• Automated Control Monitoring & Enforcement. Capability to automate the detection and enforcement of internal controls in business processes, systems, records, transactions, documents, and information.
  • Business Continuity Management. Capability to manage, maintain, and test continuity and disaster plans, and implement these plans expected and unexpected disruptions to all areas of operation.
  • Compliance & Ethics Management. Capability to manage an overall compliance program, document and manage change to obligations, assess compliance, remediate non-compliance, and report.
  • Environmental Management. Capability to document, monitor, assess, analyze, record, and report on environmental activities and compliance.
  • Health & Safety Management. Capability to manage, document, monitor, assess, report, and address incidents related to the health and safety of the workforce and workplace.
  • Internal Control Management. Capability to manage, define, document, map, monitor, test, assess, and report on internal controls of the organization.
  • IT GRC/Security Management. Capability to govern IT in context of business objectives and manage IT process, technology, and information risk and compliance.
  • Issue Reporting & Management. Capability to notify on issues and incidents and manage, document, resolve, and report on the range of complaints, issues, incidents, events, investigations, and cases.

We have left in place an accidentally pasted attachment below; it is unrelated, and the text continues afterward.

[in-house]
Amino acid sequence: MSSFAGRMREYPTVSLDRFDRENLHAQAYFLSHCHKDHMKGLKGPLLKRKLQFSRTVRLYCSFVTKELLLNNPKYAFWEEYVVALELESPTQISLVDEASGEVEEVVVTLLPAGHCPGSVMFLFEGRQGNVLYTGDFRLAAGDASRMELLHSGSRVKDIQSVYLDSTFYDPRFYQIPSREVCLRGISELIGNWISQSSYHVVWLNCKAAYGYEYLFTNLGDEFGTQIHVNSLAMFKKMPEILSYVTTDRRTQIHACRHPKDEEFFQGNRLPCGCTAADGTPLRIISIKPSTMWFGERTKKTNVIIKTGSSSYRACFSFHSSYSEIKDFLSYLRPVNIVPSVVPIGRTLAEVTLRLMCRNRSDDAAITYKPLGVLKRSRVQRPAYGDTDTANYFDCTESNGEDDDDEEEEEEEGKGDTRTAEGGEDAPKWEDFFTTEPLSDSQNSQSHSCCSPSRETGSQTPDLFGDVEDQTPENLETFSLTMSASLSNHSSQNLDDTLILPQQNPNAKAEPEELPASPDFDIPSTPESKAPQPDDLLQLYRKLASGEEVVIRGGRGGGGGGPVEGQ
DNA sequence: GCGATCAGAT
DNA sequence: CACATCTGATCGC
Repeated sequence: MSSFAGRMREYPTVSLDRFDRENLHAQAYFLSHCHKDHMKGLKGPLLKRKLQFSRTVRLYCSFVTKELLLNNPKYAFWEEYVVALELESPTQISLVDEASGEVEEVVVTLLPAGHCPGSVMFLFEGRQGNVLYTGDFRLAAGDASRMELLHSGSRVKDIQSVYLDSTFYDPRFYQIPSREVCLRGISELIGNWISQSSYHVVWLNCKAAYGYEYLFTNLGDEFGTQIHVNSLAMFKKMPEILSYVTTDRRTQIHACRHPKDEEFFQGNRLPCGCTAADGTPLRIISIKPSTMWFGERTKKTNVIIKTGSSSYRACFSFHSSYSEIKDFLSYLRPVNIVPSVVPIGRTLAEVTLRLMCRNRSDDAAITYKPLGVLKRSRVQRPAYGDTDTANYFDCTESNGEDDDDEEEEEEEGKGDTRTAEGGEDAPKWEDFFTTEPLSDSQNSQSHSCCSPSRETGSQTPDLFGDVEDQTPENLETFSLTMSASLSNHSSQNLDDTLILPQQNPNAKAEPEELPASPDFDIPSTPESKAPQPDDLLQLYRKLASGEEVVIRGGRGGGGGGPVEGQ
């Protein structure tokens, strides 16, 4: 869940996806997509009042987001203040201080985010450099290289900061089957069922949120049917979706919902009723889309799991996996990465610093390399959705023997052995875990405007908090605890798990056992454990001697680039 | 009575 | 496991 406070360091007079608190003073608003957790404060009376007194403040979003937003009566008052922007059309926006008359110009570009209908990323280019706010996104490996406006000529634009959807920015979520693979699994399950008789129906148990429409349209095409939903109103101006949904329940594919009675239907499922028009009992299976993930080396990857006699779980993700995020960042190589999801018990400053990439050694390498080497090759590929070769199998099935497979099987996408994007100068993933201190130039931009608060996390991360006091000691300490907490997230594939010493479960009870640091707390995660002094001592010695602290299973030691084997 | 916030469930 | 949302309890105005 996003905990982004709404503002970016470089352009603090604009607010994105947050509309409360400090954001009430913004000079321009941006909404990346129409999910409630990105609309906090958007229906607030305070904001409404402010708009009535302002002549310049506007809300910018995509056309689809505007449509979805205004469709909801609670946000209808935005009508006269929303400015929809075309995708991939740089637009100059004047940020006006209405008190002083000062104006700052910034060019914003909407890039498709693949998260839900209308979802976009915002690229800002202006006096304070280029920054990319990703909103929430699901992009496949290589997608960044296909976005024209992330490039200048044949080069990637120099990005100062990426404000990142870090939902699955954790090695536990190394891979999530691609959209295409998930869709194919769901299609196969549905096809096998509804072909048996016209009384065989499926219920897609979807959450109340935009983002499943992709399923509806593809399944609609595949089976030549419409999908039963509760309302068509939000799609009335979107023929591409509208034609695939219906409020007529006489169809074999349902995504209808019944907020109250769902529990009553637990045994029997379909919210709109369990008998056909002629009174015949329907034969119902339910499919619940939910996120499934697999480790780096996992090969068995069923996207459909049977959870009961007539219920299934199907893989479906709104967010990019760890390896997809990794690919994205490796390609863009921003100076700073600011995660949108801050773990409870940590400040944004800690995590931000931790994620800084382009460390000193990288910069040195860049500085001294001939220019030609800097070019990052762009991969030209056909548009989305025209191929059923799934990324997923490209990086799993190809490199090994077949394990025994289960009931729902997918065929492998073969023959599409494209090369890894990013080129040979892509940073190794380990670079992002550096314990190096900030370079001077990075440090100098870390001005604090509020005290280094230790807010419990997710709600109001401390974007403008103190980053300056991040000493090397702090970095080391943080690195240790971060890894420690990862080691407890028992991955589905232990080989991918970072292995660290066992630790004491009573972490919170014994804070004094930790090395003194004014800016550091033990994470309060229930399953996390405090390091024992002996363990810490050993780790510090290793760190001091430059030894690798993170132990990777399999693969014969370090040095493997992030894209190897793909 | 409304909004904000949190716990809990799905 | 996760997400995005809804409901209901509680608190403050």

• Legal Management. Capability to manage, monitor, and report on the organization’s legal operations, processes, matters, risks, and activities.
  • Physical Security Management. Capability to manage risk and losses to individuals and physical assets, facilities, inventory, and other property.
  • Policy & Training Management. Capability to manage the development, approval, distribution, communication, forms, maintenance, and records of policies, procedures and related awareness activities.
  • Quality Management. Capability to manage, assess, record, benchmark, and track activity, issues, failures, recalls, and improvement related to product and service quality.
  • Risk Management & Analytics. Capability to identify, assess, measure, treat, manage, monitor, and report on risks to objectives, divisions, departments, processes, assets, and projects.
  • Strategy & Performance Management. Capability to govern, define, and manage strategic, financial, and operational objectives and related performance and risk activities.
  • Third Party Management. Capability to govern, manage, and monitor the array of 3rd party relationships in the enterprise, particularly risk and compliance challenges these relationships bring.

Supporting Research Briefings on the topic of purchasing GRC technology are: